Kerry Eleveld published an interview with Barack Obama yesterday in which she asked a few questions about ENDA. Obama basically says that he didn't have time to do more than one piece of LGBT legislation, and here's why it was DADT:
So Congress is a complicated place with 535 people that you have to deal with in order to get anything done. And my belief was when I first came in, and it continues to be, that by getting "don't ask, don't tell" done, we sent a clear message about the direction, the trajectory of this country in favor of equality for LGBT persons. The next step I think would be legislatively to look at issues like DOMA and ENDA. And I'm going to continue to ...
He continues a bit later:
As I said, though, that outside of legislative circles, attitudes are changing rapidly. They're changing in our culture. They're changing in our workplaces. One of the most important things I can do as president is to continually speak out about why it's important to treat everyone as our brothers and sisters, as fellow Americans, as citizens.
And looking for constant opportunities to do that I think is going to be critically important because that helps set the tone and changes the ground beneath the feet of legislators so that they start feeling like, gosh, maybe we are behind the times here and we need to start moving forward. And so you chip away at these attitudes. It also continues to require effective advocacy from groups on the outside.
So I guess my general answer to your question is when it comes to legislation, it took us two years to get "don't ask, don't tell" done. I know that there are a whole bunch of folks who thought we could have gotten it done in two months. There were people who thought with a stroke of a pen it could get done. That, in fact, was not the case. But it got done.
And I'm confident that these other issues will get done. But what they require is a systematic strategy and constant pressure and a continuing change in attitudes. And as I said, there are things that we can continue to do administratively that I think will send a message that the federal government, as an employer, is going to constantly look for opportunities to make sure that we're eliminating discrimination.
That's just not how I remember things. They didn't just go into office, announce a grand strategy that started with DADT repeal, push for DADT repeal for two years, and now start looking at ENDA and DOMA repeal.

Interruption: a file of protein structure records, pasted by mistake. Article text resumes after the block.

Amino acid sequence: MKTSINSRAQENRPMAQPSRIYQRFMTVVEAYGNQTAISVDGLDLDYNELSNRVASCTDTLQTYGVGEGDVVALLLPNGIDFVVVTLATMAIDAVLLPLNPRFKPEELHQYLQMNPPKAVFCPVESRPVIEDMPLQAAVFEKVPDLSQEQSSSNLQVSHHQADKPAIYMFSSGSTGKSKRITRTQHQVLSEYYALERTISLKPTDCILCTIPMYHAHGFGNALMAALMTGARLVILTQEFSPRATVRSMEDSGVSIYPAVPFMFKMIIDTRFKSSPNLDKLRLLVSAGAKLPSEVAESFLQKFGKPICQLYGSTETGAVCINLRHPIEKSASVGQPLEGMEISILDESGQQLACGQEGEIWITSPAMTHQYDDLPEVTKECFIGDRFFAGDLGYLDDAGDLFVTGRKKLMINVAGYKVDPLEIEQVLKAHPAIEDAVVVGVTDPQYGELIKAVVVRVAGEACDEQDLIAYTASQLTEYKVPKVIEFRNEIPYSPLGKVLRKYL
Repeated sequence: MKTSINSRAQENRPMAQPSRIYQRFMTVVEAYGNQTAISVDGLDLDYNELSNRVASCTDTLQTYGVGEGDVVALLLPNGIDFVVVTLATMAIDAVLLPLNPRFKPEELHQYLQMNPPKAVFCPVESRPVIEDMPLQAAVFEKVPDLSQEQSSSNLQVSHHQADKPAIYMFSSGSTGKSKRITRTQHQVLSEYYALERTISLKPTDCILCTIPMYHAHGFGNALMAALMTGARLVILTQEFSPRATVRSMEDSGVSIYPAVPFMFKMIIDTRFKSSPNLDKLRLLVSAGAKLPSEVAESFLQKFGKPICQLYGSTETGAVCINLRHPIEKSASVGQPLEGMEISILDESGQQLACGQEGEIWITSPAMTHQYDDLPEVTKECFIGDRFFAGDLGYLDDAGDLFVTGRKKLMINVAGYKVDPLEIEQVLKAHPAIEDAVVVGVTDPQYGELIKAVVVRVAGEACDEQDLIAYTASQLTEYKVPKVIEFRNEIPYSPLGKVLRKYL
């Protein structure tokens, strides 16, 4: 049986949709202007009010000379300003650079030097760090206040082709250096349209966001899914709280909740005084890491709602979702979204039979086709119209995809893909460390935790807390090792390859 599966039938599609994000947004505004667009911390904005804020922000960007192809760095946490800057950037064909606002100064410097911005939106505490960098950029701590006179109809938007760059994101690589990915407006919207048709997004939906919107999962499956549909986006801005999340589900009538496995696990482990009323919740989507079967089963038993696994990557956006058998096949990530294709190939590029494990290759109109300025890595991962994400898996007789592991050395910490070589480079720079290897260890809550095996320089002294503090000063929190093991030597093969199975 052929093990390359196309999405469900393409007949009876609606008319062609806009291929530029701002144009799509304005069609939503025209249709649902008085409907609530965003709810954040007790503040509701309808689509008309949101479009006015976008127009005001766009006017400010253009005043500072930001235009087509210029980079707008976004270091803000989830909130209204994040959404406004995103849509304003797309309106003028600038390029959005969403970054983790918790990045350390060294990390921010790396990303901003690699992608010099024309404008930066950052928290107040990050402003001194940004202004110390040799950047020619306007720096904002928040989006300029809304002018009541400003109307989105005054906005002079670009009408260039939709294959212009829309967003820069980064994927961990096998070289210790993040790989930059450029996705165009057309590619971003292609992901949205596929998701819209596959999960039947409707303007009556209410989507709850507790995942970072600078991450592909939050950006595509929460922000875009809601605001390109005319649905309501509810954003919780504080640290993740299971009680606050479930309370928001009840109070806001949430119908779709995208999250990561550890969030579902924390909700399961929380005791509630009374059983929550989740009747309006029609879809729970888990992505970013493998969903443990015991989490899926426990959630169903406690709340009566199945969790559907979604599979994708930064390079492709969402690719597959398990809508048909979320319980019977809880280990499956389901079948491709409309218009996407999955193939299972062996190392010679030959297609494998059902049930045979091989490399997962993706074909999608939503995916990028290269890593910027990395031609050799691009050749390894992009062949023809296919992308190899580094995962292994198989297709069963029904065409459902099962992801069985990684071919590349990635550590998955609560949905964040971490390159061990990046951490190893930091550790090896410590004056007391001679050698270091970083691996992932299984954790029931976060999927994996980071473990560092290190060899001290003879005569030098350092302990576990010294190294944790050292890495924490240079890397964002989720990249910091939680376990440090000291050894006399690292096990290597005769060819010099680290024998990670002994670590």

From about halfway through 2009 (before which hate crimes legislation was the only LGBT issue that got any attention in Congress) until early 2010, ENDA was the big LGBT bill that everyone thought was going to pass first, what with its huge public support, the hearings in both the House and the Senate on the bill, and the fact that it had passed (albeit without gender identity protections) in the previous Congress.
But it kept on getting punted down the line as Congressional Democrats kept on making promises they wouldn't keep regarding its passage, and the gaystream's attention turned towards DADT repeal because it's a big, shiny object that makes for good press and parades and stories about heroes serving their country (as if people who work in other professions do jack taco for others), so DADT repeal it was.
If Obama (and, by extension, Democrats) had a clear reason for putting DADT repeal before ENDA, then why did both the House and the Senate hold hearings on ENDA in 2009? Why were we constantly hearing about them scheduling mark-ups and then not following through on ENDA? If DADT repeal had to happen before everything else, why wasn't the administration or the Democratic leadership in Congress pushing for it in 2009 so that there'd be time for other bills later? Why didn't the push for DADT repeal start earlier than this year's Defense authorization bill, and instead start on, say, last year's Defense authorization bill? Was the Matthew Shepard Act already enough queerness for one big bill?
Neither DOMA repeal nor ENDA are likely to even come up for a vote in a Boehner-controlled House, even though there would probably be more than a few Republicans crossing over to support ENDA. But this is the first I'm hearing from a Democratic leader that there was a conscious strategy to put DADT repeal before ENDA, and I can't say I really buy that excuse for ignoring ENDA considering no one was talking about there being a "natural" (Obama's word) order to these bills back in 2009. If anything, they were acting like the "natural" order was the other way, that ENDA was just more doable so it would happen first.
Anyway, like I said earlier this week, straight media has already forgotten that job discrimination against LGBT people even occurs and they're back to their one-track focus on marriage. It's a bright shiny object, complete with cakes and music and dresses and easy jokes, while ENDA is the beginning to a lot of boring lawsuits.
The reason I criticize The Advocate so much is because they have an important role to play that they don't always live up to. And here Kerry Eleveld was at least able to get in a question or two that actually matter to real-live LGBT people, not just the straight people with a shallow understanding of our politics.